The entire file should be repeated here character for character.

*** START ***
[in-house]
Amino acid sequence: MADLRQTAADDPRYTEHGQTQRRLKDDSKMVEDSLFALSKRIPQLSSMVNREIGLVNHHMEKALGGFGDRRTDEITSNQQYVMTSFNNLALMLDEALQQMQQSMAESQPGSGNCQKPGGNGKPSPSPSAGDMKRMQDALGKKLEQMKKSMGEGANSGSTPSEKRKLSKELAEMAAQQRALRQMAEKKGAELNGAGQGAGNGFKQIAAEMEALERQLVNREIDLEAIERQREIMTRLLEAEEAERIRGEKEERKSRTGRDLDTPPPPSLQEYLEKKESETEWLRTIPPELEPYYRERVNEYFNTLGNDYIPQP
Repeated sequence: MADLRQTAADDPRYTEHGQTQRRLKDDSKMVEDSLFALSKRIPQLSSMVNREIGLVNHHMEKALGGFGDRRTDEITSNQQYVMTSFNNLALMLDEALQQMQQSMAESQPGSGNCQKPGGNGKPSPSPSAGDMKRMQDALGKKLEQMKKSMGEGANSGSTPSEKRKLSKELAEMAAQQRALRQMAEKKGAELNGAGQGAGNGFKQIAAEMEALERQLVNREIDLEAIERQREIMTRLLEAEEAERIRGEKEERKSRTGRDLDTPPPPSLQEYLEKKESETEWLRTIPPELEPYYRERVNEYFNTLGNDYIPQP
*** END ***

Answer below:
[in-house]
Amino acid sequence: MADLRQTAADDPRYTEHGQTQRRLKDDSKMVEDSLFALSKRIPQLSSMVNREIGLVNHHMEKALGGFGDRRTDEITSNQQYVMTSFNNLALMLDEALQQMQQSMAESQPGSGNCQKPGGNGKPSPSPSAGDMKRMQDALGKKLEQMKKSMGEGANSGSTPSEKRKLSKELAEMAAQQRALRQMAEKKGAELNGAGQGAGNGFKQIAAEMEALERQLVNREIDLEAIERQREIMTRLLEAEEAERIRGEKEERKSRTGRDLDTPPPPSLQEYLEKKESETEWLRTIPPELEPYYRERVNEYFNTLGNDYIPQP
Repeated sequence: MADLRQTAADDPRYTEHGQTQRRLKDDSKMVEDSLFALSKRIPQLSSMVNREIGLVNHHMEKALGGFGDRRTDEITSNQQYVMTSFNNLALMLDEALQQMQQSMAESQPGSGNCQKPGGNGKPSPSPSAGDMKRMQDALGKKLEQMKKSMGEGANSGSTPSEKRKLSKELAEMAAQQRALRQMAEKKGAELNGAGQGAGNGFKQIAAEMEALERQLVNREIDLEAIERQREIMTRLLEAEEAERIRGEKEERKSRTGRDLDTPPPPSLQEYLEKKESETEWLRTIPPELEPYYRERVNEYFNTLGNDYIPQP